Nathan Bransford (plus his favorite color is orange = great taste), I just checked out what he had to say about synopses. Of course, a good general rule is anything he says trumps what I say. :)

What are your thoughts? Do you have tips to share?


Faith Pray said...

I like the campfire idea, and your suggestion to take it in drafts. I think I tend to get a overwhelmed trying to boil everything down. Thank you for these are great tips!

Susan Fields said...

I've heard that tip before about writing your synopsis as if you're telling your story to a child. The more tangents you go off on, the more cans of worms you'll open that you'll have to explain, so just stick to the basics. Great advice, Dawn!

And I tagged you on my blog today. :)

Marsha Sigman said...

Great advice! I think I'm going to rework mine, I seriously hate

Travener said...

Good advice. I really hate writing the synopsis. How can I sum up my brilliant work in a page or two? What I did discover was that it helps to whittle, whittle, whittle away words. Just keep trimming, getting to the essentials.

Dawn Simon said...

Faith, it can be totally overwhelming! That's why I have to present it to myself as a puzzle. Mind games... ;)

Susan, so true! Thanks!

Marsha, synopses are an easy thing to hate. ;) The puzzle and campfire approaches help me so much!

Travener, I love the question about summing up your brilliant work. :) Yes, trimming and whittling to get to the essentials--good advice!

Medeia Sharif said...

Those are wonderful tips and I'll check out what Nathan has to say. I always dread synopsis writing.

Dawn Simon said...

Thanks, Medeia! I can't wait until your book comes out! :)

KLM said...

I like #2 the best because it's so true! Just tell what the story is about, fer cryin' out loud. I had such a hard time with that, but then I got over myself.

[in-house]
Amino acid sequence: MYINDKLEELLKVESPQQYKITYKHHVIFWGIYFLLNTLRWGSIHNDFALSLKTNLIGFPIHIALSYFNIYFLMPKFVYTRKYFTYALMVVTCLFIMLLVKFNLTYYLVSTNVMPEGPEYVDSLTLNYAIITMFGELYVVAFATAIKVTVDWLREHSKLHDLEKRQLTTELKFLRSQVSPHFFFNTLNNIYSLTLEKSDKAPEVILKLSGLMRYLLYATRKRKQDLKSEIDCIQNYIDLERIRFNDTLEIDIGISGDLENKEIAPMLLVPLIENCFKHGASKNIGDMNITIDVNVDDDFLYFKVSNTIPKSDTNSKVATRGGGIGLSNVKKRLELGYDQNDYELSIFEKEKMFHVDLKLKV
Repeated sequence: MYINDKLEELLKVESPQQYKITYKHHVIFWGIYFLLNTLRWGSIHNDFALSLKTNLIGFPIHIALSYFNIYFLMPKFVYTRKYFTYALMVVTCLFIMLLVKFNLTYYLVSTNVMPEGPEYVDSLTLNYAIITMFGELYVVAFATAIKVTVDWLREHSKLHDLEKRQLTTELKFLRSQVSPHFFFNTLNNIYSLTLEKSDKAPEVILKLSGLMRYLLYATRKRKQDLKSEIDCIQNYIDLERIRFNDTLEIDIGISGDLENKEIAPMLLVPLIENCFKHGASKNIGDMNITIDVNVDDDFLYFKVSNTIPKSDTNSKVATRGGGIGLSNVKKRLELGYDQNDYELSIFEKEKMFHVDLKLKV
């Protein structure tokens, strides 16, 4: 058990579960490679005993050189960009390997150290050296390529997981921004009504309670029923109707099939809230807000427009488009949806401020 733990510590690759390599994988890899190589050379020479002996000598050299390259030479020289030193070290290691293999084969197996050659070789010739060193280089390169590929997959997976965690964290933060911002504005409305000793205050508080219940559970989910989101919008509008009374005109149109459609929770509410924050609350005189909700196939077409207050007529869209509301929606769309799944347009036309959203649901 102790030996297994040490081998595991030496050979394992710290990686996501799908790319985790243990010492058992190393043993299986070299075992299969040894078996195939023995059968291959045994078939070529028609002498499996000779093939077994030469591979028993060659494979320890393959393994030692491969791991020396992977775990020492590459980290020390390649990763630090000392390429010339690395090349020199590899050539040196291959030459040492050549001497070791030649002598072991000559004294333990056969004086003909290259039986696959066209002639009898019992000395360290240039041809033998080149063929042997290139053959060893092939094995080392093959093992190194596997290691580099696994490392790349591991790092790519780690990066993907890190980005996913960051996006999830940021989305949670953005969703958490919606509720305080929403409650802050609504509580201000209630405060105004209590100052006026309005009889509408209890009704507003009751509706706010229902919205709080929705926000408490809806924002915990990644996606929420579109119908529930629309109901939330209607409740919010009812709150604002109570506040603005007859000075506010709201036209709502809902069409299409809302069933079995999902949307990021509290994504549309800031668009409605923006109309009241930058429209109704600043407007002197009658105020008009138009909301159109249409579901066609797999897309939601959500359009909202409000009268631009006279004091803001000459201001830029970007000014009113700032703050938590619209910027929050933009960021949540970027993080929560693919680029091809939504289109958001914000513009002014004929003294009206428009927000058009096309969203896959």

If it's any consolation, I once met an editor (socially, at a relative's party and no, I did not ask her to read my book) who also was also a writer, and she admitted, "You know, I help people write summaries and marketing materials for their novels all the time and yet when it comes to writing one for my own book, I'm stumped." So really, other people can help with this process if you let them. Sometimes we're just too close to the story and need another perspective.

Kari Marie said...

I like the campfire idea. Great tips on surviving something that's very difficult to do.

Laura Pauling said...

I'm always so glad when the synopsis is done! I follow the 1st paragraph - hook/inciting incident
2nd paragraph - up until end of Act I plot point
3rd paragraph - then up until the big mid point.
4th pragraph - dark moment/heading into climax
5th paragraph - wrap it up

It's hard b/c I always want to put more details or subplots that I think are important. But I try for one page double spaced so I can really just stick to the main plot line. I've never been asked for a longer one - yet that is.

Great post!

Dawn Simon said...

Kristen, it sounds like such a simple thing, doesn't it? But it's not! Yeah, I think a more distant perspective helps.

Thanks, Kari!

Laura, ooh, a formula! I'll have to compare it to my latest draft!

Terri Tiffany said...

Like you, I dreaded writing them but the more you write, the easier it becomes.At first I hated writing the ending and then realized, they need that part!!

Robert Guthrie said...

As you said, we should limit ourselves. Limit - love it!

Dawn Simon said...

Terri, I've heard lots of people at conferences ask if the ending should be in the synopsis.

Robert, yeah, sometimes less is more. :)